It Can Promote Relaxation of Brain and Body

Relaxation of your body and brain can make you fall asleep easily. Magnesium is important for helping you relax by stimulating the parasympathetic nervous system – a system that calms and relaxes your body. Magnesium does this in its chemical state, where it controls neurotransmitters, which are responsible for transmission of impulses throughout the body. It also controls melatonin – a hormone responsible for the regulation of the sleep and wake cycle in your body. Magnesium also relaxes your body and brain by binding to gamma-aminobutyric acid (GABA) receptors. This is a neurotransmitter that helps slow down nerve activity. GABA is often used in drugs of sleep disorders like Ambien. By slowing down the nervous system, magnesium helps orientate your body and brain for sleep.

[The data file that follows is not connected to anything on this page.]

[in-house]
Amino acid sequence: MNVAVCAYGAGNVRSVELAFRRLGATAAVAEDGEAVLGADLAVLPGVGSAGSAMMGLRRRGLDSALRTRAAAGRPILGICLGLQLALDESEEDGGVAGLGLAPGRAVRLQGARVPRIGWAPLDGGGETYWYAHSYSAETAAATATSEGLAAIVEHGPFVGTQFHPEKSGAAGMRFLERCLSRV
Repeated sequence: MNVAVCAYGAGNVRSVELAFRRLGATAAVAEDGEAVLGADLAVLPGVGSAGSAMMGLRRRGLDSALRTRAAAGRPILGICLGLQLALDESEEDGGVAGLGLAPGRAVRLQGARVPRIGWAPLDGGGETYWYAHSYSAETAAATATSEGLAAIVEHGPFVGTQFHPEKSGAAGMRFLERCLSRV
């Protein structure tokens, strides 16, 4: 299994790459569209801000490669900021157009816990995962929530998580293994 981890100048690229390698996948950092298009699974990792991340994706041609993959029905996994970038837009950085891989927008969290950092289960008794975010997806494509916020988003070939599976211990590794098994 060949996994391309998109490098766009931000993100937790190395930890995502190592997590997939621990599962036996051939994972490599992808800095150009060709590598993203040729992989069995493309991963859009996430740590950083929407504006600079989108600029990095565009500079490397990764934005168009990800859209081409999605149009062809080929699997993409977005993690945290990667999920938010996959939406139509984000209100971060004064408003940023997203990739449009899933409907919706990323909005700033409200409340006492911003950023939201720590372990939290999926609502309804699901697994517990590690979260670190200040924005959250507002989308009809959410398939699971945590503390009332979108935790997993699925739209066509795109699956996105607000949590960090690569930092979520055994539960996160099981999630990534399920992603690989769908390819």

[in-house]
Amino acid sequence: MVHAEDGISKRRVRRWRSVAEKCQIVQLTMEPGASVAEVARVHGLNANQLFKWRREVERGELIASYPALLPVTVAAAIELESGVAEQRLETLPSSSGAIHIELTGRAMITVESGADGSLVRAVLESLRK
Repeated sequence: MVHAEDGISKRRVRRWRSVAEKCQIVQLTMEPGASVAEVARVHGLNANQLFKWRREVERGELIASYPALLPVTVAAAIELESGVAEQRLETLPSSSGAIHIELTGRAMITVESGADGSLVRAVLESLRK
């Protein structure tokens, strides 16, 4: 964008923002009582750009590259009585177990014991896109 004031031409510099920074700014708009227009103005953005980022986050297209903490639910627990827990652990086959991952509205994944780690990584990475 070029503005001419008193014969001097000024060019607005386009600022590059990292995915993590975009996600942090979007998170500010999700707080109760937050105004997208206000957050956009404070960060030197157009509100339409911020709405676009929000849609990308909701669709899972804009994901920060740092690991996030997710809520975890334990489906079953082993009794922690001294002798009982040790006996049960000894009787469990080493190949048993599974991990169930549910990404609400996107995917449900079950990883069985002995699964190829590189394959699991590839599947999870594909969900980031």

Inadequate Intake of Magnesium Interferes with Sleep

Many people who have trouble sleeping, are also having a deficiency of this key mineral. Animal studies have revealed that the right amount of magnesium in the body is essential for normal sleep. Any change, higher or below the optimal levels, can cause sleep disorders. Some people are more likely to have low levels of this mineral, including:

Older adults:

Absorption of magnesium in many older adults is less effective, and even their diets don’t contain enough of this mineral.

People with diabetes:

Resistance to insulin signals by cells and increased insulin levels in the blood are some of the causes of gross magnesium loss.